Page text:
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Riot .303: S/T 12"

Riot .303: S/T 12"


Tags: · 80s · Canada · hcpmf · punk · reissues
Regular price
$30.00
Sale price
$30.00

NOTE: We have copies on both blue and green vinyl. Colors selected at random for orders.

Canadian Prairie Punk! Early 80s greats RIOT .303 from Calgary featuring ex-Sturgeons rhythm section and future Beyond Possession vocalist. 17 punk rock anthems recorded 1981-83, including their full studio output — four each from 1982’s super-rare Crowd Control EP and Thrasher’s Skate Rock Vol. 1, plus 9 powerful unreleased songs. Meticulously remastered by Audu Obaje. 8-page booklet with photos, art, and full-band interview. Two stickers. 550 copies, colored vinyl.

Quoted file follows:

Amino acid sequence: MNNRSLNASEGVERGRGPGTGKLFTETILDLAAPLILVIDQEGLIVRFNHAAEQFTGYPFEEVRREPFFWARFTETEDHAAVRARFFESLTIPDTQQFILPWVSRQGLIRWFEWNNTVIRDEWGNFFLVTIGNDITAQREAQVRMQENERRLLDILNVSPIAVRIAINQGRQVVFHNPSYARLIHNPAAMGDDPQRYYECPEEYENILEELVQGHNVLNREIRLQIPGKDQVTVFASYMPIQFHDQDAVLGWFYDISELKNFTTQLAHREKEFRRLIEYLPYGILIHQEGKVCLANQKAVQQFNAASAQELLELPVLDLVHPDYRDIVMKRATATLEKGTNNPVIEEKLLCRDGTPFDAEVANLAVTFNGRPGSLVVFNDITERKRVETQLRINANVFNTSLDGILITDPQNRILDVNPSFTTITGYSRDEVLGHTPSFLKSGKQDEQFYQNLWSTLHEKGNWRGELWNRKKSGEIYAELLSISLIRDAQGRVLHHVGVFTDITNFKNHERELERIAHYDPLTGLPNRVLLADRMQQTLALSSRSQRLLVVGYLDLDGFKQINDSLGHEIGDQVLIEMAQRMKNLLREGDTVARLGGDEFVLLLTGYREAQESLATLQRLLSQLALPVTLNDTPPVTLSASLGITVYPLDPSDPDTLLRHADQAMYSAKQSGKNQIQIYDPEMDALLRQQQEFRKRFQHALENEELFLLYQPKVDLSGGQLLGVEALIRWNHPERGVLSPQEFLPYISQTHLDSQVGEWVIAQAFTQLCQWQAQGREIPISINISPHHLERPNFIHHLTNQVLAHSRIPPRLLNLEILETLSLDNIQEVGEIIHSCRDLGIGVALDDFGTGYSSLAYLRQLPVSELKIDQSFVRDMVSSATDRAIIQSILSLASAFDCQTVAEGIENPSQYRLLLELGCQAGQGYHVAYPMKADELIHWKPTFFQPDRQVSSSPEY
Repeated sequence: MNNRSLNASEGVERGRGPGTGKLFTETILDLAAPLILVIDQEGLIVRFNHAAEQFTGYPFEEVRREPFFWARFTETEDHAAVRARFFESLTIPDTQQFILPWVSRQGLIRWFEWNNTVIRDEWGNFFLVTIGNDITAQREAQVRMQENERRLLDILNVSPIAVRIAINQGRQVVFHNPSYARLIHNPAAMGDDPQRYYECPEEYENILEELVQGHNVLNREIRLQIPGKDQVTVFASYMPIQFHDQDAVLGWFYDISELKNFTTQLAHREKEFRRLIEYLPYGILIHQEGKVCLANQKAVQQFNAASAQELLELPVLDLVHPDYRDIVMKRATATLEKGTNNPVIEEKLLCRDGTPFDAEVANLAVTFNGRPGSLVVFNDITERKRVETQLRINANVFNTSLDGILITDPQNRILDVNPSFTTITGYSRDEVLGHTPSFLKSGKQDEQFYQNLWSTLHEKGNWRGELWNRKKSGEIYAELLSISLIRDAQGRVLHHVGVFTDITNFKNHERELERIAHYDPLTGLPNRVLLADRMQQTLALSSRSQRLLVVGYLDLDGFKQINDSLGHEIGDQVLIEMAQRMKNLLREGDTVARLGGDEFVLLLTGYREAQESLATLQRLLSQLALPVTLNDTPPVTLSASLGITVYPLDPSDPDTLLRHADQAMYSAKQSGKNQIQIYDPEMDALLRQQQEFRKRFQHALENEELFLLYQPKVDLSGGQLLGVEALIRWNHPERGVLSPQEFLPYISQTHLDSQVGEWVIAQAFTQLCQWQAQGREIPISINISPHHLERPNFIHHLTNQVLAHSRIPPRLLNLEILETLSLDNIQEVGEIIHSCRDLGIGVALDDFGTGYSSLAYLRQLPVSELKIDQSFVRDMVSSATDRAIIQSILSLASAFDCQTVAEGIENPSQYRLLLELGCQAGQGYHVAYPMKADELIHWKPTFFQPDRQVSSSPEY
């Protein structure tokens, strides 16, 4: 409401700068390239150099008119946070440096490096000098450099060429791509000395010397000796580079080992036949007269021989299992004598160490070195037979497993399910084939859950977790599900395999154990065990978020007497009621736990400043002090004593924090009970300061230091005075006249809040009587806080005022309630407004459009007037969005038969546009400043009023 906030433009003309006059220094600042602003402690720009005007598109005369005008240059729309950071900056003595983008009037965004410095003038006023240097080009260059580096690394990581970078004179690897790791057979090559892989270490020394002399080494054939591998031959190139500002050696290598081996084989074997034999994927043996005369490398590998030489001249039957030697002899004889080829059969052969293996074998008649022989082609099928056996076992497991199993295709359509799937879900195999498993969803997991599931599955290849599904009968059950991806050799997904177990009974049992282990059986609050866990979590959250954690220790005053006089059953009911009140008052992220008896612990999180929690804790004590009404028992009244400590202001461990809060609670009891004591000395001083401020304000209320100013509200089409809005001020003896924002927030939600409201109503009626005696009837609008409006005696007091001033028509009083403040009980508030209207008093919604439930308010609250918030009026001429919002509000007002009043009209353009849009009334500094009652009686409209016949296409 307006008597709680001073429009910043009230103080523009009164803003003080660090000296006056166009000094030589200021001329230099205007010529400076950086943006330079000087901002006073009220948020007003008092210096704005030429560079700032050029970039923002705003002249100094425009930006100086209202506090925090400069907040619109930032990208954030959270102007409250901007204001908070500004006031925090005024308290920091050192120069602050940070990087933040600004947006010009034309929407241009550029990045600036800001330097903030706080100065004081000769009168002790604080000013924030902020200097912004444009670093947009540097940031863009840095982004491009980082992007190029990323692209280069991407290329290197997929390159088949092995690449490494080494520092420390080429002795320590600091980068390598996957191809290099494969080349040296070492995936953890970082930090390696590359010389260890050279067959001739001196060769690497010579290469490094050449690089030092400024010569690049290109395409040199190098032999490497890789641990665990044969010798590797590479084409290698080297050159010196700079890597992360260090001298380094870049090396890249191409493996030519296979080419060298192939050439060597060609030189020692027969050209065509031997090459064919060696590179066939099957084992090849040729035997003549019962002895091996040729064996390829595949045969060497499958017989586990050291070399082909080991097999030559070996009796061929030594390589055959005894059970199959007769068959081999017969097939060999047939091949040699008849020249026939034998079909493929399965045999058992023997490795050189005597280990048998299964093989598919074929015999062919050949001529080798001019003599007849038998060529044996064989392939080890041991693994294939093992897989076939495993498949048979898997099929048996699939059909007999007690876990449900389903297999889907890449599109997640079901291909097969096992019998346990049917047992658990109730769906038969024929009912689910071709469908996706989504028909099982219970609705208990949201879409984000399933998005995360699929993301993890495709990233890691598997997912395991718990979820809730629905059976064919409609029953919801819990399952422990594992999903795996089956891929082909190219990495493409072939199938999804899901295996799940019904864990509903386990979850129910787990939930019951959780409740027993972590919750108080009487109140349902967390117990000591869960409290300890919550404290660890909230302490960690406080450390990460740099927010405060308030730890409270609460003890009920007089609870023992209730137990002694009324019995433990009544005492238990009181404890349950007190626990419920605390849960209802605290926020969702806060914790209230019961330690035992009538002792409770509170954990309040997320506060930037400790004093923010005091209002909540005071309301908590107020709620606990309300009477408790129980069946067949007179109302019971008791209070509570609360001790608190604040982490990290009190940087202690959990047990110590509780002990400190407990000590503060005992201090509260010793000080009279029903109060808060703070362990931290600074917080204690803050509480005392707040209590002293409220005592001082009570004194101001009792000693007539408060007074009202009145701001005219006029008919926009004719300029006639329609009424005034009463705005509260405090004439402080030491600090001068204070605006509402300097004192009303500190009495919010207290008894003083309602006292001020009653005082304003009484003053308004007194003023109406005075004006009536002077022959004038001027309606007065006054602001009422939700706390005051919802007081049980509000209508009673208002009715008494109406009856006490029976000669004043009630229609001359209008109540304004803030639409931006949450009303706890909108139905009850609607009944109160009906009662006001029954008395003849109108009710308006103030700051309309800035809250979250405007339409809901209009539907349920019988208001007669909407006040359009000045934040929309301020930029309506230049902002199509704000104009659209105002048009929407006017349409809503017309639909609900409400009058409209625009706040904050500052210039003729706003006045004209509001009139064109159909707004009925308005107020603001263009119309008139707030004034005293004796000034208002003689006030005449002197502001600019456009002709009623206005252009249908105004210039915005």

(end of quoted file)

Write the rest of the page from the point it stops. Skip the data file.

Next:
Our take: Supreme Echo Records reissues the recorded works by this punk band from Calgary, Alberta, Canada. Despite being, from what I can tell, a small and isolated city on the Canadian prairie, the city was an unlikely hardcore hotbed. Any rabid consumer of punk books and documentaries will recognize the name of the Calgarian, a hotel dive bar in the city that hosted a ton of great hardcore and punk shows in the 80s. Riot .303 played there often (as the flyers in the booklet attest), but they weren’t exactly a hardcore band. Riot .303 was one of those North American bands who took a lot of influence from 70s UK punk. The Canadian Subhumans come up again and again in the liner notes, and with good reason… Riot .303 is a dead ringer for them at points, but even if you aren’t that familiar with the Canadian Subhumans, Riot .303 will be up your alley if you like bands like Toxic Reasons, the Suicide Commandos, or D.O.A. This LP contains the band’s highly collectible 4-track 1982 EP, Crowd Control (probably their best stuff), their four tracks from the Thrasher Skate Rock cassette, and a bunch of rehearsal recordings. According to the liner notes, a contributing factor to Riot .303’s breakup was some members’ disinterest in conforming to hardcore’s ever-faster tempos, but the irony is that it’s the most hardcore moments that stick with me here. Riot .303 was great at writing sing-along choruses, and tracks like “Drugs” and “Organized Religion” that have a memorable chorus hook and a fiery delivery are top-notch. The energy level is highest on the rehearsal tracks, but the fidelity isn’t the best. I get the impression that if the stars had aligned differently, Riot .303 could have produced something as powerful as Subhumans classics like “Fuck You” or “Death to the Sickoids,” but even if they don’t reach that (rather high) bar, I’m still very glad to hear these tracks, particularly when Supreme Echo’s excellent packaging gives the kind of context that deepens one’s appreciation.